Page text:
Stanley G. Schultz, whose rehydration research helped save millions, has died
Stanley G. Schultz, M.D., a world-renowned investigator, educator and administrator at The University of Texas Health Science Center at Houston (UTHealth) Medical School, died Thursday, Oct. 23. He was 82 years old.
Schultz was a key contributor to the discovery, introduction and widespread use of oral rehydration therapy. This treatment for severe fluid loss caused by diarrheal diseases is estimated to have saved more than 40 million lives in the past 35 years.
“Beloved as a teacher, mentor and a friend, he was also internationally known as a brilliant scientist whose work saved many lives,” said Giuseppe Colasurdo, M.D., president of UTHealth. “He was the heart of the UTHealth Medical School while he was here and long after he had ceased to have an active role. He will be deeply missed.”
A native of New York City, Schultz graduated from Stuyvesant High School in 1949, received his baccalaureate, summa cum laude, from Columbia University in 1952 and received his medical degree from New York University College of Medicine. He did postgraduate training at NYU-Bellevue Hospital and Harvard Medical School.
While at Harvard Medical School, Schultz took a two-year leave of absence for military service. In 1962, he was inducted into the U.S. Air Force as a captain in the medical corps and was stationed at the U.S. Air Force Aerospace School of Medicine at Brooks Air Force Base in San Antonio. Schultz taught radiation biology, monitored research contracts and conducted research on the biological effects of radiation. This sparked his lifelong interest in intestinal absorption.
Schultz returned to Harvard Medical School in 1964. Three years later, he joined the Department of Physiology at the University of Pittsburgh School of Medicine as an associate professor and was promoted to the rank of professor in 1970. After developing a highly productive research program at Pittsburgh, which included a sabbatical at the University of Cambridge in England, he joined the UTHealth Medical School as professor and chairman of the Department of Physiology in 1979.
John H. “Jack” Byrne, Ph.D., chairman of the Department of Neurobiology and Anatomy at the UTHealth Medical School, first met Schultz in the early 1970s when they worked at the University of Pittsburgh School of Medicine. Schultz later recruited Byrne to join him at UTHealth.
“Dr. Schultz was an outstanding scientist who made fundamental discoveries about the ways in which molecules cross membranes,” said Byrne, noting that this information furthered the understanding of conditions such as cystic fibrosis.
Byrne, holder of the June and Virgil Waggoner Chair at the UTHealth Medical School, added, “He had a profound impact when it came to mentoring and developing the faculty of the UTHealth Medical School. I was fortunate enough to be one such person.”
Norman W. Weisbrodt, Ph.D., adjunct professor in the Department of Integrative Biology and Pharmacology at UTHealth, also lauded Schultz’s contribution to the development of faculty and students.
“He was a great mentor. I learned a great deal from him about conducting research and teaching,” Weisbrodt said. “He was a role model – not just in what he said – but by leading by example.”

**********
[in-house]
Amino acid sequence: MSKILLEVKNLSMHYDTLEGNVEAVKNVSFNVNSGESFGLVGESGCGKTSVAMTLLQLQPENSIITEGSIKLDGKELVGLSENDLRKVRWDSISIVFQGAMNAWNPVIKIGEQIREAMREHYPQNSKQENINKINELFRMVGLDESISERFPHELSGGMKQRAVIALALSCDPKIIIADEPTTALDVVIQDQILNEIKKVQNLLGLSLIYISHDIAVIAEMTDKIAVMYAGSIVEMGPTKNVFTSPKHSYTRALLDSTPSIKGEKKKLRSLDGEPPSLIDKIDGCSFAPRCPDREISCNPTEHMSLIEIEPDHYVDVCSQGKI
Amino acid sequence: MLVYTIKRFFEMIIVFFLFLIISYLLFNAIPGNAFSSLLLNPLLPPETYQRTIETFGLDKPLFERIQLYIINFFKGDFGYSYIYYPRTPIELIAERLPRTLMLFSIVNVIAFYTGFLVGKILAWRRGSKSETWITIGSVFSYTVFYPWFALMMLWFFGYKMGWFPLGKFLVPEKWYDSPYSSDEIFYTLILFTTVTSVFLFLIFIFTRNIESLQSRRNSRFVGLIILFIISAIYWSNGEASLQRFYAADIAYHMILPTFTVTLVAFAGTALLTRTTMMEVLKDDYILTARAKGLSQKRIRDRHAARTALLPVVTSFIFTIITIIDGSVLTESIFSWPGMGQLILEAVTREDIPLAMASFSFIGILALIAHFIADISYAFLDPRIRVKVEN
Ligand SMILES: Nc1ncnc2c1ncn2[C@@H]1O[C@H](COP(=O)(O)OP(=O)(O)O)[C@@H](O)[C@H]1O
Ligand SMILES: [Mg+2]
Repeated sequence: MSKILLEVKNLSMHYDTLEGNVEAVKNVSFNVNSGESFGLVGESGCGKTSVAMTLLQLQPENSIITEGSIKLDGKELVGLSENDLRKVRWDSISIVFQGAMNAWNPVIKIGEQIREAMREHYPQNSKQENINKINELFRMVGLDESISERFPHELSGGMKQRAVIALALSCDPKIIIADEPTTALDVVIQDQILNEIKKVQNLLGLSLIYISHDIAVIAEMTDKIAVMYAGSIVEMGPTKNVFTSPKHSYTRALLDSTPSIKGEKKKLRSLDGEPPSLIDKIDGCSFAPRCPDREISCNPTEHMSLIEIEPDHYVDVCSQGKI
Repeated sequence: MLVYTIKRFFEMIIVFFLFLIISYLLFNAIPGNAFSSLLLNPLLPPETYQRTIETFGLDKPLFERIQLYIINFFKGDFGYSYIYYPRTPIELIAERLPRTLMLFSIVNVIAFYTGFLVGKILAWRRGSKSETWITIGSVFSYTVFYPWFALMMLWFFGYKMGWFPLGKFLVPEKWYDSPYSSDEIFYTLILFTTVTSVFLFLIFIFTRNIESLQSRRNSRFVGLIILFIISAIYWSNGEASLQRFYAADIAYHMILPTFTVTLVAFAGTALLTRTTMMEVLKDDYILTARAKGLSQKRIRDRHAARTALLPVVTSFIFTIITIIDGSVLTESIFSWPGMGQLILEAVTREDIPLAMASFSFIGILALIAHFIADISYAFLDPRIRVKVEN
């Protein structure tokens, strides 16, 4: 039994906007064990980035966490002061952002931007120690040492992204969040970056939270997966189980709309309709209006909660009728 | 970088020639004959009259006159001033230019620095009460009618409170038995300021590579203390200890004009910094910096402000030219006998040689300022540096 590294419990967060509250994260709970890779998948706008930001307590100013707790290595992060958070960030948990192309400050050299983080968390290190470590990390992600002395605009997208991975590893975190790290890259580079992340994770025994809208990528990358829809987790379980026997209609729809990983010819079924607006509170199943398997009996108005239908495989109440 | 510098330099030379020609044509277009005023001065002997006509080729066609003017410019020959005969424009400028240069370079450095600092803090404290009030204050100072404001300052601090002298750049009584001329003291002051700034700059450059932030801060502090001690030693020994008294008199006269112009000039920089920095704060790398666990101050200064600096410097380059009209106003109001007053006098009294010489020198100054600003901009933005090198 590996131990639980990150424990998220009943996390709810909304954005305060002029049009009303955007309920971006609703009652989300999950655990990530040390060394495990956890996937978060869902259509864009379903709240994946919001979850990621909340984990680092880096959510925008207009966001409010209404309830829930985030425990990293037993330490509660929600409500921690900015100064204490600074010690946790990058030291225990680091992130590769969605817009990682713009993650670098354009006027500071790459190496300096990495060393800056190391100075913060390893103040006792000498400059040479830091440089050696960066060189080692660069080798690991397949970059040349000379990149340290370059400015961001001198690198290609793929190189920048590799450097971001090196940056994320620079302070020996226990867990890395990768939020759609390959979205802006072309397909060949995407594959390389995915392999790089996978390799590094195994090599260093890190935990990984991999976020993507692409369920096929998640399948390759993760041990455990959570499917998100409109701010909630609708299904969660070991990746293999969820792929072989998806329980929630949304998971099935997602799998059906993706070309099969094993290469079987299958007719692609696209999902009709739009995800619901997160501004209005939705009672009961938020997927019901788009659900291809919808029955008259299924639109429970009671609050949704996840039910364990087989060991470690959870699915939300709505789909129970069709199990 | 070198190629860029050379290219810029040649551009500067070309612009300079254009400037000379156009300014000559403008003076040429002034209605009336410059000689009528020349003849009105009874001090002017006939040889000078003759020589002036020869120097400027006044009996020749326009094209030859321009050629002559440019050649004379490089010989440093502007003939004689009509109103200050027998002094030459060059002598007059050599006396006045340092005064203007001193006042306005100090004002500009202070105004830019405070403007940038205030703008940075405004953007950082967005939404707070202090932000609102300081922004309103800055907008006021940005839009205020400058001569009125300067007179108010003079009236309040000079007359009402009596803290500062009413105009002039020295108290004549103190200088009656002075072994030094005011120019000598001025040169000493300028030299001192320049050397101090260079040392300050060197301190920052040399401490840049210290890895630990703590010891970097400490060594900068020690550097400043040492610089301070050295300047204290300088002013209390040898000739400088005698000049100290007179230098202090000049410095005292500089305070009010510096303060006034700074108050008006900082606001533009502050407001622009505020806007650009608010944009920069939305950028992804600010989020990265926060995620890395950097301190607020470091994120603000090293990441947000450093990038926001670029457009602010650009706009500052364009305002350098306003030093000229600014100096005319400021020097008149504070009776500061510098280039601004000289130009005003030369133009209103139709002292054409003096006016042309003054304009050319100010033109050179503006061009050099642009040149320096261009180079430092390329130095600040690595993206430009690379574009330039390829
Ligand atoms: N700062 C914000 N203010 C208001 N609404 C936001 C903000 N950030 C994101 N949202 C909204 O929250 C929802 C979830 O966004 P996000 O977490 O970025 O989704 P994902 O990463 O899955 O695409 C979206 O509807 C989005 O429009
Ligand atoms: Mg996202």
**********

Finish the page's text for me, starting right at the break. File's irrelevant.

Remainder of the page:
Patricia Butler, M.D., professor in the Department of Psychiatry and Behavioral Sciences and Vice Dean for Educational Programs at UTHealth, described Schultz as an “outstanding teacher beloved by students.”
While at the UTHealth Medical School, Schultz held the Fondren Chair in Cellular Signaling and the H. Wayne Hightower Distinguished Professorship in the Medical Sciences. In 2004, he was named dean of the UTHealth Medical School after serving as interim dean the previous year. Schultz described the opportunity to lead the school as “the opportunity of a lifetime.” He played a major role in helping the UTHealth Medical School recover from Tropical Storm Allison, which involved overseeing the design and construction of a new research facility.
In 2007, Schultz was recognized by the Houston chapter of RESULTS with a Seeds of Hope Award for research that led to improved health conditions for people living in poverty. The local award is one of numerous honors Schultz received for his lifelong work on the mechanism of sodium and glucose-coupled absorption in the small intestine. Schultz’s work also was recognized internationally, notably in 2006, when he received the Prince Mahidol Award in Medicine by King Bhumibol Adulyadej of Thailand.
“He was a highly regarded investigator who made breakthrough discoveries. As an administrative leader, his contributions were crucial to the growth and stature of the Department of Physiology during an important phase of the medical school,” said George Stancel, Ph.D., executive vice president of Academic and Research Affairs at UTHealth. “He was just as widely considered a gentleman and a scholar in the truest sense of the word.”
Schultz recently moved to Mountain View, California, to be close to his beloved children and their families, including five grandchildren. He is survived by Harriet, his wife of 53 years; his sons Jeffrey and Kenneth; their wives Carol and Heather; and his grandchildren: Aaron, Colin, Kelly, Julian and Keira.
Gifts in the memory of Schultz may be made to the Stanley G. Schultz, M.D. Student Travel Award in Global Health or The Doris Simon Student Fund. Gifts should be mailed to: UTHealth, Office of Development, P.O. Box 1321, Houston, TX 77251-1321.
The family is planning a private memorial service in California.